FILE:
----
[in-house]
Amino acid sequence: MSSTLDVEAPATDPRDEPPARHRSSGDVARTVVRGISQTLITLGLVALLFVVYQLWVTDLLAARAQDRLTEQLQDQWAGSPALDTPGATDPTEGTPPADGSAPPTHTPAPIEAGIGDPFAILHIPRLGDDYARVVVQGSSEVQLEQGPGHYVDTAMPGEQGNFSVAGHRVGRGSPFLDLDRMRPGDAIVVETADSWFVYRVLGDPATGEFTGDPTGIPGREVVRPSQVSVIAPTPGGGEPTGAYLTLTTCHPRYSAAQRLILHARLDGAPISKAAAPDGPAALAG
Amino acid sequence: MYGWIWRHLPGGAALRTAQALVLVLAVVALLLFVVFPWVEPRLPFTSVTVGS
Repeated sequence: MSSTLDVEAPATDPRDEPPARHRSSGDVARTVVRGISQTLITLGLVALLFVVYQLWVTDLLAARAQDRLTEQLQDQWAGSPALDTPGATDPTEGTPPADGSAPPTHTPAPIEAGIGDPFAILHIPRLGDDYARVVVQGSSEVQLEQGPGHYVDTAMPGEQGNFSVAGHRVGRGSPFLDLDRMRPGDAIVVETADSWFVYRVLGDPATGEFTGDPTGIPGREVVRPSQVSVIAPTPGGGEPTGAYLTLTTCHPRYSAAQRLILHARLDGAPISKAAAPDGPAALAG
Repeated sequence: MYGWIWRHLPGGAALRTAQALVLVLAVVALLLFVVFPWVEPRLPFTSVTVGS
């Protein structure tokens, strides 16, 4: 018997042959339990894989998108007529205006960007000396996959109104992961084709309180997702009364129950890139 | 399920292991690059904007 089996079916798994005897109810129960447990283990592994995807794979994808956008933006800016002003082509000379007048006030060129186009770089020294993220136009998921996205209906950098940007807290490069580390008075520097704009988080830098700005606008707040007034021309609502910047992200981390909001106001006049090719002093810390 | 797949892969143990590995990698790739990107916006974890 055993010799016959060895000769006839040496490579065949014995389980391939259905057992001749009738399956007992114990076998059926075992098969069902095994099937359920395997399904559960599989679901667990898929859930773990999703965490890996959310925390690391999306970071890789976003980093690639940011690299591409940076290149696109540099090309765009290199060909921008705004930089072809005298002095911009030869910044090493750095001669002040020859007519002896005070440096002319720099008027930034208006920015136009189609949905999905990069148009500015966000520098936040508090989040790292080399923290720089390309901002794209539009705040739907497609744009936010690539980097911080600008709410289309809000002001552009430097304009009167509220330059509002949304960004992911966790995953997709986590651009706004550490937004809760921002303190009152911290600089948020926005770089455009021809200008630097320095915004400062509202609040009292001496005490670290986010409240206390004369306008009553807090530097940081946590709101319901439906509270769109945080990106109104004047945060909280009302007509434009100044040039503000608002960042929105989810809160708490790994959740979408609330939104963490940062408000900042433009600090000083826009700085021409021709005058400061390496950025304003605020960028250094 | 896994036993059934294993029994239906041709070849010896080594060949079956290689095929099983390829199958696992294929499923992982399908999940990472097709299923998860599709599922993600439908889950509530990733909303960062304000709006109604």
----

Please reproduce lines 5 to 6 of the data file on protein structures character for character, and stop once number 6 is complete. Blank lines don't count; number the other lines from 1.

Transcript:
Repeated sequence: MYGWIWRHLPGGAALRTAQALVLVLAVVALLLFVVFPWVEPRLPFTSVTVGS
């Protein structure tokens, strides 16, 4: 018997042959339990894989998108007529205006960007000396996959109104992961084709309180997702009364129950890139 | 399920292991690059904007 089996079916798994005897109810129960447990283990592994995807794979994808956008933006800016002003082509000379007048006030060129186009770089020294993220136009998921996205209906950098940007807290490069580390008075520097704009988080830098700005606008707040007034021309609502910047992200981390909001106001006049090719002093810390 | 797949892969143990590995990698790739990107916006974890 055993010799016959060895000769006839040496490579065949014995389980391939259905057992001749009738399956007992114990076998059926075992098969069902095994099937359920395997399904559960599989679901667990898929859930773990999703965490890996959310925390690391999306970071890789976003980093690639940011690299591409940076290149696109540099090309765009290199060909921008705004930089072809005298002095911009030869910044090493750095001669002040020859007519002896005070440096002319720099008027930034208006920015136009189609949905999905990069148009500015966000520098936040508090989040790292080399923290720089390309901002794209539009705040739907497609744009936010690539980097911080600008709410289309809000002001552009430097304009009167509220330059509002949304960004992911966790995953997709986590651009706004550490937004809760921002303190009152911290600089948020926005770089455009021809200008630097320095915004400062509202609040009292001496005490670290986010409240206390004369306008009553807090530097940081946590709101319901439906509270769109945080990106109104004047945060909280009302007509434009100044040039503000608002960042929105989810809160708490790994959740979408609330939104963490940062408000900042433009600090000083826009700085021409021709005058400061390496950025304003605020960028250094 | 896994036993059934294993029994239906041709070849010896080594060949079956290689095929099983390829199958696992294929499923992982399908999940990472097709299923998860599709599922993600439908889950509530990733909303960062304000709006109604």